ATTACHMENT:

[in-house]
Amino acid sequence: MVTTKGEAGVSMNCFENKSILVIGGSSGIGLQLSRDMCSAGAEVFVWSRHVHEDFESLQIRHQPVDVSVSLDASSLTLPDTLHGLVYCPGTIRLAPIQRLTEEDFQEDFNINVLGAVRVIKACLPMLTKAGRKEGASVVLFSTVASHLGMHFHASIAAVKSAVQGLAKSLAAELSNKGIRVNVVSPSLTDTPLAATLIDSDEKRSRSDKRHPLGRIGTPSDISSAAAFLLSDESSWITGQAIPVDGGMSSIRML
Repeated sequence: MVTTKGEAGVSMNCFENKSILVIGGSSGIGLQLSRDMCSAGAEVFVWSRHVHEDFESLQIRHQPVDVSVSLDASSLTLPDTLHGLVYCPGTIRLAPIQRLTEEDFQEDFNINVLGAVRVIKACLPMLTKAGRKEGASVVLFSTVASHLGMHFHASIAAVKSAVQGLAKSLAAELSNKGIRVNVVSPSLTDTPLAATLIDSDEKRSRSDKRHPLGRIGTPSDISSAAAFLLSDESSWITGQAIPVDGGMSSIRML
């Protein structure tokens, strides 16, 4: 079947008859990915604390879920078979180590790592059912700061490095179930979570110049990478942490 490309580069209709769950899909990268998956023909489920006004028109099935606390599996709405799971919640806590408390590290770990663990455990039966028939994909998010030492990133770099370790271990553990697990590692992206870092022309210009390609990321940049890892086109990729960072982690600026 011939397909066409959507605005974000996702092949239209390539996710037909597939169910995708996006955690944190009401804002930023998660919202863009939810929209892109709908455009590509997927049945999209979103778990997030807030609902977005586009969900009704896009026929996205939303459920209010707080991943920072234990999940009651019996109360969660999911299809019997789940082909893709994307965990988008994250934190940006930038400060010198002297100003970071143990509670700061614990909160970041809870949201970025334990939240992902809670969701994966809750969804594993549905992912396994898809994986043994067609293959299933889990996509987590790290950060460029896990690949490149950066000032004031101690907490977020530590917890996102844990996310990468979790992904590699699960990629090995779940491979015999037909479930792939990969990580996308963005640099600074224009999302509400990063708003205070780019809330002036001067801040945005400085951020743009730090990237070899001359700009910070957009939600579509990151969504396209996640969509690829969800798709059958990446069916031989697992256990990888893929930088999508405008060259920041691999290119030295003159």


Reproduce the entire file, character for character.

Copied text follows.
[in-house]
Amino acid sequence: MVTTKGEAGVSMNCFENKSILVIGGSSGIGLQLSRDMCSAGAEVFVWSRHVHEDFESLQIRHQPVDVSVSLDASSLTLPDTLHGLVYCPGTIRLAPIQRLTEEDFQEDFNINVLGAVRVIKACLPMLTKAGRKEGASVVLFSTVASHLGMHFHASIAAVKSAVQGLAKSLAAELSNKGIRVNVVSPSLTDTPLAATLIDSDEKRSRSDKRHPLGRIGTPSDISSAAAFLLSDESSWITGQAIPVDGGMSSIRML
Repeated sequence: MVTTKGEAGVSMNCFENKSILVIGGSSGIGLQLSRDMCSAGAEVFVWSRHVHEDFESLQIRHQPVDVSVSLDASSLTLPDTLHGLVYCPGTIRLAPIQRLTEEDFQEDFNINVLGAVRVIKACLPMLTKAGRKEGASVVLFSTVASHLGMHFHASIAAVKSAVQGLAKSLAAELSNKGIRVNVVSPSLTDTPLAATLIDSDEKRSRSDKRHPLGRIGTPSDISSAAAFLLSDESSWITGQAIPVDGGMSSIRML
């Protein structure tokens, strides 16, 4: 079947008859990915604390879920078979180590790592059912700061490095179930979570110049990478942490 490309580069209709769950899909990268998956023909489920006004028109099935606390599996709405799971919640806590408390590290770990663990455990039966028939994909998010030492990133770099370790271990553990697990590692992206870092022309210009390609990321940049890892086109990729960072982690600026 011939397909066409959507605005974000996702092949239209390539996710037909597939169910995708996006955690944190009401804002930023998660919202863009939810929209892109709908455009590509997927049945999209979103778990997030807030609902977005586009969900009704896009026929996205939303459920209010707080991943920072234990999940009651019996109360969660999911299809019997789940082909893709994307965990988008994250934190940006930038400060010198002297100003970071143990509670700061614990909160970041809870949201970025334990939240992902809670969701994966809750969804594993549905992912396994898809994986043994067609293959299933889990996509987590790290950060460029896990690949490149950066000032004031101690907490977020530590917890996102844990996310990468979790992904590699699960990629090995779940491979015999037909479930792939990969990580996308963005640099600074224009999302509400990063708003205070780019809330002036001067801040945005400085951020743009730090990237070899001359700009910070957009939600579509990151969504396209996640969509690829969800798709059958990446069916031989697992256990990888893929930088999508405008060259920041691999290119030295003159």